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Prisoners Raising Pheasants as Rehabilitation

Posted at 6:31 PM, Jun 15, 2016
and last updated 2016-06-15 18:31:45-04

Some of the inmates at Erie County Correctional Facility are participating in a unique rehabilitation program.  15 prisoners help take care of hundreds of pheasants each day as part of a new brooding effort.

It's a program designed to teach the inmates responsibility while they pick up skills that could be useful after they're released.  The inmates are learning how to raise pheasants and are responsible for changing out food and water throughout the day.  They also got hands on experience building the brooding house and outdoor shelter for the birds.

"They've actually built as many things here as they could build and erect themselves," Sheriff Howard explained.  "The fact that the inmates are learning every aspect of this that they can participate in certainly goes to both their level of pride as well as the success of the program."

The program itself acts as an added incentive for the participants to be on their best behavior.  Otherwise, their time with the birds can be taken away.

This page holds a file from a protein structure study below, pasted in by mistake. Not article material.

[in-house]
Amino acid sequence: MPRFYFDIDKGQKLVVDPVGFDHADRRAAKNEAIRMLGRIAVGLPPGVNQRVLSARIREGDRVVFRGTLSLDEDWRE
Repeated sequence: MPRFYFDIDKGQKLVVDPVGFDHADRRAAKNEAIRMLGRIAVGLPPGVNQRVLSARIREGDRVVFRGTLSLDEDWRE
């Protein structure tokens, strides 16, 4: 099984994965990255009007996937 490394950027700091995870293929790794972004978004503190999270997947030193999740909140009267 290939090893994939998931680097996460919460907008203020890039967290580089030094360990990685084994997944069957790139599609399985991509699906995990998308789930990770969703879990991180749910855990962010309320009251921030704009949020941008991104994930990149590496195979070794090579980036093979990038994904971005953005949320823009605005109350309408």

"[The inmates in the program] get very few disciplinary write ups.  They cause very few infractions in the facility," Chief Paul Evans said.

Caring for the birds and getting some extra time outside is something the inmates have been enjoying.

"They treat the birds like they're their own.  The inmates find it soothing.  They're like pets to them," Chief Evans said.

It's not easy work, but Sheriff Howard says the program is off to a great start.

"These inmates are already expressing some satisfaction, some accomplishment in the fact that they've taken these pheasants from day old chicks to the seven and eight week old birds you see running behind us," he said.

And the work doesn't stop there.  The jail just brought in 500 more pheasant chicks for the inmates to raise.

The program doesn't introduce any additional costs to taxpayers.  Erie County Sheriff's Office is partnered with the NYS Department of Environmental Conservation.  The DEC will decide when and where to release the pheasants into the wild.  Sheriff Howard expects that to be by the beginning of October.